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way or another wing. they pushed it out. the very far right that way and the very far left members over that way. sorry, we're not going to have something about the cambodia bombing because that's a political question and we're not going to impeach on a political question. and they took a long time. they had hearings, and that's what brought the country around. by the time that committee voted, people thought, yes, this is fair. and it came from the committee. there were some democrats and republicans who formed a coalition at the core, at the center of this committee and if you listen to john dore, you know this was no lynch mob guy. it was carefully done. interesting communications that went on there, ruth, which was mr. o'brien who thought of everything at 27. i don't want cameras, all the television cameras. i want all the people to be able
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to see this. he made the networks go outside the room and open little holes in the wall. open holes in the wall. they could put their cameras through. then to go back and try to remember that it was just us and you and the country watching on television without these instruments and things in between. it had a very interesting effect. but you knew they were serious. they voted the first article of impeachment on a saturday neat. c-span is running these now. it's fascinating. very slow. very deliberate. nobody was -- i went out on the white house lawn of the capitol and cried. it was such a dramatic thing. there was no, oh, we got him. article 2, this is important. you're right. there was criminal enterprise. but they went over and above that and said the president is accountable for these things. you do not have to prove. howard baker's question was a minimizing question. he was trying to narrow the question. he was working with the white house.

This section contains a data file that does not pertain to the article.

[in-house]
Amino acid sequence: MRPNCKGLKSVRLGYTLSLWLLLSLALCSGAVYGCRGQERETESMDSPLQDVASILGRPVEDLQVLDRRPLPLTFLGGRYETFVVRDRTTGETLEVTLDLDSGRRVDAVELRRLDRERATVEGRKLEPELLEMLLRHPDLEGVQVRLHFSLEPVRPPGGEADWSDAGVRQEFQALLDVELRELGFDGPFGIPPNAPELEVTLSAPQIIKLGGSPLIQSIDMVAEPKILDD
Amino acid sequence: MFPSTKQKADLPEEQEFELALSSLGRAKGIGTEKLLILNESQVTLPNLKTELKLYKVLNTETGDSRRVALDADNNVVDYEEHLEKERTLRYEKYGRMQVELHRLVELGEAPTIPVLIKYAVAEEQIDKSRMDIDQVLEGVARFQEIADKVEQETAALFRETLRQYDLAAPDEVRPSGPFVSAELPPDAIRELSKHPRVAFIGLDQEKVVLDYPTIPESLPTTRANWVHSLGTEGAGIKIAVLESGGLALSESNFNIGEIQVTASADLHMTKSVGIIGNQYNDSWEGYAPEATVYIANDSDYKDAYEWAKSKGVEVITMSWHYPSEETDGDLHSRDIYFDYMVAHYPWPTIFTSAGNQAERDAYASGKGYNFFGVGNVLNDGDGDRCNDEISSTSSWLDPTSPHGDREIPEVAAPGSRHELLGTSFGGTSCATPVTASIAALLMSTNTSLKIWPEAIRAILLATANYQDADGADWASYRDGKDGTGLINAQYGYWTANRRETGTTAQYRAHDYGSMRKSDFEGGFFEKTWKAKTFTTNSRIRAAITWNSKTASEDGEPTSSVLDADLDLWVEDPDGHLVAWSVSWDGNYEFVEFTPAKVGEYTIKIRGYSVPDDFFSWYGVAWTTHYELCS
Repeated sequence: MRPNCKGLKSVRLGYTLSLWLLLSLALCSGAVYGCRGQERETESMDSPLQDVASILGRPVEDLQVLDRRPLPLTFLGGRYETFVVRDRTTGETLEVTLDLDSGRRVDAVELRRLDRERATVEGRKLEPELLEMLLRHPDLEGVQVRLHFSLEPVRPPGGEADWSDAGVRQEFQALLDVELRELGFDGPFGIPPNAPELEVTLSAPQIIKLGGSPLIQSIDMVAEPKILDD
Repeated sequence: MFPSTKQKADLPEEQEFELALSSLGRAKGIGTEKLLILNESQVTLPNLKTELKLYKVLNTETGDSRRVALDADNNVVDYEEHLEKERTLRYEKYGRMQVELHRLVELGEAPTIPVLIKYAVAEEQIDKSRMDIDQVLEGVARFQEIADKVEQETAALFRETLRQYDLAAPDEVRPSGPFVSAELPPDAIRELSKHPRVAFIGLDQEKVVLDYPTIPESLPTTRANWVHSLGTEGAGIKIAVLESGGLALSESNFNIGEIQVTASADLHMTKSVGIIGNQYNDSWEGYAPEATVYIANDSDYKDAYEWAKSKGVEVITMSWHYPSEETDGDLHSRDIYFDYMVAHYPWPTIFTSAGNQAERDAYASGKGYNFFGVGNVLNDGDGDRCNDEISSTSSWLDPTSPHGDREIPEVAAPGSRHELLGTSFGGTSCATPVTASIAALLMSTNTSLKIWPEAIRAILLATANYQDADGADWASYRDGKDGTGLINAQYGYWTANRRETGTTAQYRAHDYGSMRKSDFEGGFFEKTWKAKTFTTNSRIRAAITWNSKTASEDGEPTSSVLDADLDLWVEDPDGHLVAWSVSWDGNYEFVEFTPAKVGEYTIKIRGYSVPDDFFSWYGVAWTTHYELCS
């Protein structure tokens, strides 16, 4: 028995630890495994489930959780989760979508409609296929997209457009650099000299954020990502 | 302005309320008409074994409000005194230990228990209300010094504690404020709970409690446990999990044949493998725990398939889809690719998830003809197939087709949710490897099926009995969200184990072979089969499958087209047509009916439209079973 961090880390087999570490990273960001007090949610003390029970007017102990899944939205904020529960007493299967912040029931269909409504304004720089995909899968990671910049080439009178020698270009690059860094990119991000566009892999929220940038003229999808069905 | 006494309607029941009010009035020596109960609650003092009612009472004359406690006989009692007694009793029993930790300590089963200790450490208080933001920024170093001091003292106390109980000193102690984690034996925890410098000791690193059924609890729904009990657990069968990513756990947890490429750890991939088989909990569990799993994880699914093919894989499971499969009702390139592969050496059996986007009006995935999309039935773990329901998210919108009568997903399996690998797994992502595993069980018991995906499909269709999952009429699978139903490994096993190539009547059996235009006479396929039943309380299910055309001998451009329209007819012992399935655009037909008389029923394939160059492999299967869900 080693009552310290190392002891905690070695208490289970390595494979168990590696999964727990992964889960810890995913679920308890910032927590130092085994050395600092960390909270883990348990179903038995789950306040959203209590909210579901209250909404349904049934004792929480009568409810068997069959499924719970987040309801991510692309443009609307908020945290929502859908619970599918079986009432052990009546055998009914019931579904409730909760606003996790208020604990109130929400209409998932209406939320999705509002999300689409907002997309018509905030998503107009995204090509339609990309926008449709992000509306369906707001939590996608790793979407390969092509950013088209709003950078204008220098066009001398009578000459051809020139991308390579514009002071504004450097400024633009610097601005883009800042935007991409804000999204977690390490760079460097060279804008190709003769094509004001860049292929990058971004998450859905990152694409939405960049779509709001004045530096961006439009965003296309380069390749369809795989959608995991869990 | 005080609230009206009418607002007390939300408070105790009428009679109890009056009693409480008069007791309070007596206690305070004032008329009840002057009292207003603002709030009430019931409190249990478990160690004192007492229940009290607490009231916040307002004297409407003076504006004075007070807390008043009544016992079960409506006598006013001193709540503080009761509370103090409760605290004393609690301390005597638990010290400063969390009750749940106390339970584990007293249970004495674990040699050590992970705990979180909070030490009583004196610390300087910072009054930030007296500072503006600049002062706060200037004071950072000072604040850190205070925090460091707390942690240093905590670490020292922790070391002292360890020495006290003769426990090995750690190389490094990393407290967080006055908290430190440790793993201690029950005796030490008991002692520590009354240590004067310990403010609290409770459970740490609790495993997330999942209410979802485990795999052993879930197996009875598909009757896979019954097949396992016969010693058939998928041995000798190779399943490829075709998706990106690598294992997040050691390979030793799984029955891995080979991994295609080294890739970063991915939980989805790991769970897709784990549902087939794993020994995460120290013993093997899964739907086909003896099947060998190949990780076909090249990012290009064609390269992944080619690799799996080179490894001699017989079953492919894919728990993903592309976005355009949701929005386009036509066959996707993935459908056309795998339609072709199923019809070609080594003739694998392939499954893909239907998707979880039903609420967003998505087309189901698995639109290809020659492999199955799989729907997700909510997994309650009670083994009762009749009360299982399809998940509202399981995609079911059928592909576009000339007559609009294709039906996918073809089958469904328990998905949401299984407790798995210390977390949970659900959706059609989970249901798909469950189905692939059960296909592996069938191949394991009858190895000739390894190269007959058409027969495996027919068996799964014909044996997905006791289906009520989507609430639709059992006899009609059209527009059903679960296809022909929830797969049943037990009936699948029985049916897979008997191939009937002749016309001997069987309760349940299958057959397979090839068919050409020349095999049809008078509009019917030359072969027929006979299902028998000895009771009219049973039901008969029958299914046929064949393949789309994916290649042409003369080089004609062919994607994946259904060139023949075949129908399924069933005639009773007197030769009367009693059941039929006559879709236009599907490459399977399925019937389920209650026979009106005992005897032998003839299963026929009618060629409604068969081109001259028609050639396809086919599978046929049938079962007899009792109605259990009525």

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i hate to disillusion you but that's the truth. if he says you have to prove the president knew and when he knew it, probably -- we still don't know what he knew. it doesn't matter. we know that this all happened under his aegis with people he hired and he set a tone and had goals of destroying the enemy and there were no boundaries. that's how it happened. this was all drawn together and the public accepted it. nixon would have been impeached had they not found this little piece of taper later.&zfñ+9!> let me pick up on that, if i may. and that's about the republicans and about the difference today. >> that is in fact, my next question. when i say the system worked and where it didn't work. had to be a smoking gun which was absurd.
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pardon me? >> that was also because the republicans didn't really want to have to vote -- >> early on. >> no, at the end. >> let me just go through what the republicans did and how heroic many republicans were. first of all, the senate watergate committee was -- and think of this today. it was created by a 77-0 vote of the senate. imagine the 77-0 vote in the senate today for anything. >> post office. the post office. >> you couldn't get a post offi office. then you had a judge in the district -- u.s. district court who had been appointed by a republican president. who had been reading our stories and forced in his courtroom from the watergate burglars their confession that they, indeed there was a cover-up going on. but they were being paid for their silence.